Rather than face a possible long prison term, a young Crook County High School student has accepted a guilty plea on sex abuse charges and will serve a much lesser sentence.
>A 17-year old boy accepts a guilty plea to a lesser crime which could have sent him to prison for as long as 10, or possibly even 30 years
17-year-old Daniel Lee Munjar had been accused of a multiple list of charges, including two counts of sex abuse, sodomy and unlawful sexual penetration. The victim in the crime was under the age of 12 and if a jury had found him guilty of the charges, all Measure 11 crimes, the young man would have been sentenced to a minimum of 100 months in prison, and a maximum of more than 10 years prison time.
For a number of reasons, though, District Attorney Gary Williams decided to let him plead to a lesser, non-Measure 11 crime.
"The reasons for accepting the plea," Williams explained, "was that Munjar had no prior criminal history of any kind, he was only 14 and 15 when many of the incidents occurred and the fact that he cooperated with the police and admitted to his involvement."
As part of the plea arrangement, Munjar accepted a stipulated waiver, moving the case from juvenile to adult court. Williams said the agreement was made with the full knowledge and agreement of the victim's family.
Appearing before Judge Gary Thompson, Munjar entered a plea of guilty to the crime of attempted unlawful sexual penetration. Williams pointed out that by reducing the crime to 'attempted,' moved it out of the Measure 11 realm. "It became a class "B" felony rather than a class "A" felony. However, I did not get the presumptive sentence I asked for. the judge used his discretion and sentenced him to optional probation."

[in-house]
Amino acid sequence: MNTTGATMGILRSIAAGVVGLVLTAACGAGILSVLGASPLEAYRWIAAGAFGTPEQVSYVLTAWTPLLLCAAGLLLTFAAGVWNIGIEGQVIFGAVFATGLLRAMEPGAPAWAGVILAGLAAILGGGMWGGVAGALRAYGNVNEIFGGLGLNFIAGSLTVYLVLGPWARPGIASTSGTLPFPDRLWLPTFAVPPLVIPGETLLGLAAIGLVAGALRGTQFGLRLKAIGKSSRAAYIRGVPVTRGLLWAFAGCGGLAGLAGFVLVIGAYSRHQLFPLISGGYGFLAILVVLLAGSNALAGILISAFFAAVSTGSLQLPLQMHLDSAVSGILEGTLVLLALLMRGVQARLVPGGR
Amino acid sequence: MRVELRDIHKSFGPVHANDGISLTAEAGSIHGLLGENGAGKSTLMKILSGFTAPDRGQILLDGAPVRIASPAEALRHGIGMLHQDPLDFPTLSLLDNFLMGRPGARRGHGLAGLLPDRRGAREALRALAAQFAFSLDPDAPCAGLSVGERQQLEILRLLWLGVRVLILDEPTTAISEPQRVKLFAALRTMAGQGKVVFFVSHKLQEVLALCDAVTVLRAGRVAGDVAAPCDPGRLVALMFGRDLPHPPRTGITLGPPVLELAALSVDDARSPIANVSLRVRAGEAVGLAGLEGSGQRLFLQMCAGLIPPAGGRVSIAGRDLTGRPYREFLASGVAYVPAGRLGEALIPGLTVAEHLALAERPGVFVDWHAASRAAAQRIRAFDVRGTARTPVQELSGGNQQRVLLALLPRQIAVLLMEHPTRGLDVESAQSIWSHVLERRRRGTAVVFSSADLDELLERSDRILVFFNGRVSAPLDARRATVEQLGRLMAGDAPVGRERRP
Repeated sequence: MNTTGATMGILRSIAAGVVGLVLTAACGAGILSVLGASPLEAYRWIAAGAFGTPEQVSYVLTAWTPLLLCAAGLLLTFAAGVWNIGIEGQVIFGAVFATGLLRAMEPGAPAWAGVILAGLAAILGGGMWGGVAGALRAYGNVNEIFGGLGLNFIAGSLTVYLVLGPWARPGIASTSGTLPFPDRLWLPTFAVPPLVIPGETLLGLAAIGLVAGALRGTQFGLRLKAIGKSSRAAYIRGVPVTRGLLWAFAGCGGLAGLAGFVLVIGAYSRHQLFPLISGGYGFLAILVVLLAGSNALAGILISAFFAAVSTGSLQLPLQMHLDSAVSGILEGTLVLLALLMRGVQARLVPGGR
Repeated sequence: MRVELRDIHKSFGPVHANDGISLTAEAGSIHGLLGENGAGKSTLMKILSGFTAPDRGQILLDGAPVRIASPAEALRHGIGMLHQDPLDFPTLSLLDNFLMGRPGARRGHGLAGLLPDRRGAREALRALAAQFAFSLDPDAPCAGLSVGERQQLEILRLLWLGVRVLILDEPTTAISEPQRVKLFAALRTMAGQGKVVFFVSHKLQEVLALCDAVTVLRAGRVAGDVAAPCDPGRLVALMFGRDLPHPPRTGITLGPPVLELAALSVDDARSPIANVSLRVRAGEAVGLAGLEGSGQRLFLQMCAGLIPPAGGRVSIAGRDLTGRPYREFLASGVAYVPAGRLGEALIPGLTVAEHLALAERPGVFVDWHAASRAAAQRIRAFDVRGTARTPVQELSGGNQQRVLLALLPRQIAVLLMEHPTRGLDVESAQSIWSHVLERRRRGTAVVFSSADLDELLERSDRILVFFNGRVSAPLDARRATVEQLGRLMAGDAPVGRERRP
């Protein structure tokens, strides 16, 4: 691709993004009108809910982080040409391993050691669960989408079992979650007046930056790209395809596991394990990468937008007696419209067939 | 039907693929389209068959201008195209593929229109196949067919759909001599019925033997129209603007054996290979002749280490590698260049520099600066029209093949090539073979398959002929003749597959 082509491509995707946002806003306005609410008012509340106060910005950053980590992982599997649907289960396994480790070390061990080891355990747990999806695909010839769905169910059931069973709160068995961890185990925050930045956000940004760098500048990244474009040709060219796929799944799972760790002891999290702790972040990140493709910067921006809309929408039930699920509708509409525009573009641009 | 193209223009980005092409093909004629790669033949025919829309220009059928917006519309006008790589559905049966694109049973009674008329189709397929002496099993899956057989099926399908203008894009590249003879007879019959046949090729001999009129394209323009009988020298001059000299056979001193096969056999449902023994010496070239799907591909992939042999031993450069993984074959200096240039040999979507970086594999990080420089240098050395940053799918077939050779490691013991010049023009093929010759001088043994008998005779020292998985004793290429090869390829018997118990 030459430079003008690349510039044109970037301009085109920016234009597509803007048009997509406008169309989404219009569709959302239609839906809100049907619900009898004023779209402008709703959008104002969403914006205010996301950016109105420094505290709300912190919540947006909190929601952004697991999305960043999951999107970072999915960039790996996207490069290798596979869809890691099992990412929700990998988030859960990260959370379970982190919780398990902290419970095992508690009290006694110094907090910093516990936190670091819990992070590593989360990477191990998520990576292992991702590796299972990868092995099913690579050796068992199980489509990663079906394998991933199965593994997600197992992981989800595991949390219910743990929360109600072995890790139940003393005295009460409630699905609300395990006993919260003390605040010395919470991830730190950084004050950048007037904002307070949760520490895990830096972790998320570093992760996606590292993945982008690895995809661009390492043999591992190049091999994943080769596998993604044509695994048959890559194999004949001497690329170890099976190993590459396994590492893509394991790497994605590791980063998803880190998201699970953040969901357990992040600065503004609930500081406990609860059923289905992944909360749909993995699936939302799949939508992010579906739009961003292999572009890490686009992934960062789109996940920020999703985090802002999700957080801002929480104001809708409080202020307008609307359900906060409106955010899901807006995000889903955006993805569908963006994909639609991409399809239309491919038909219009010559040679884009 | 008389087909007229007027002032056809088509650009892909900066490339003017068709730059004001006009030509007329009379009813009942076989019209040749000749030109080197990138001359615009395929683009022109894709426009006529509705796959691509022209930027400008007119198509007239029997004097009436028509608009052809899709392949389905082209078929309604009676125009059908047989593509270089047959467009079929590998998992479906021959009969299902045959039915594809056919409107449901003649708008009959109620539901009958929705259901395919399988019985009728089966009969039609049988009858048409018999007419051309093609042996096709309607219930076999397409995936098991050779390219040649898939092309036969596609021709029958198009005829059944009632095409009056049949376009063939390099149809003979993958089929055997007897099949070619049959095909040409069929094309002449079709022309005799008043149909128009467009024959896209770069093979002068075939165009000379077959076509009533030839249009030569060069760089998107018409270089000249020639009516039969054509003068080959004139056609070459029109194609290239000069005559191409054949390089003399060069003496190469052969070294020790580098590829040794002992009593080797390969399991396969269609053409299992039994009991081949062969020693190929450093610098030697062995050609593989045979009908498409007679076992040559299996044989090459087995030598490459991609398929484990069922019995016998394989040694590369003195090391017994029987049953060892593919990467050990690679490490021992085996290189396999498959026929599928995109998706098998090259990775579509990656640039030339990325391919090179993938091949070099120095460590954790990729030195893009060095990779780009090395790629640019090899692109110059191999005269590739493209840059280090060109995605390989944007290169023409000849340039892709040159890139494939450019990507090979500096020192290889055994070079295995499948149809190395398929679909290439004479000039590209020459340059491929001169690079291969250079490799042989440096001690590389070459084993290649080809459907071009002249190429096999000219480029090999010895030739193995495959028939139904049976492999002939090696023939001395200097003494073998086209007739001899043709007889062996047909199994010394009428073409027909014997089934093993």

There are very few instances under Oregon law, Williams explained, that allow a judge to stray from sentencing guidelines. "There is no digression under Measure 11 and only a few crimes where the judge has the option. Munjar didn't have the option, the judge did."
Apparently Judge Thompson looked at the psychological/psychosexual evaluation and the defenses sentencing memorandum and decided on the sentence of optional probation of 36 months. In addition, Munjar will serve 90 days in the county jail and will have to register as a sexual offender, have no unsupervised contact with females under the age of 18 and no contact with females more than three years younger than he is.
That, Williams said, was not the sentence he had recommended. "I recommended 18 months in prison," he said. "He could have done a minimum of 100 months if it had gone to a jury. The victim's family were not overjoyed with the sentence, but they were in agreement with taking it out of the Measure 11 level."
Munjar, a junior at CCHS, was also an NJROTC cadet. Williams said he had been asked to bring lesser charges against the youth. But, he reasoned, there are too many cases similar to this one that he sees to not take a serious approach.
"I do all the sex pervert cases in this office," he explained. "I have for the past 11 years. In the past three or four years, half of all sex cases have been with juvenile offenders. Kids, 13 to 17 years old committing sex offenses on other kids."
Apparently, simply hiding this situation is not an option for the district attorney.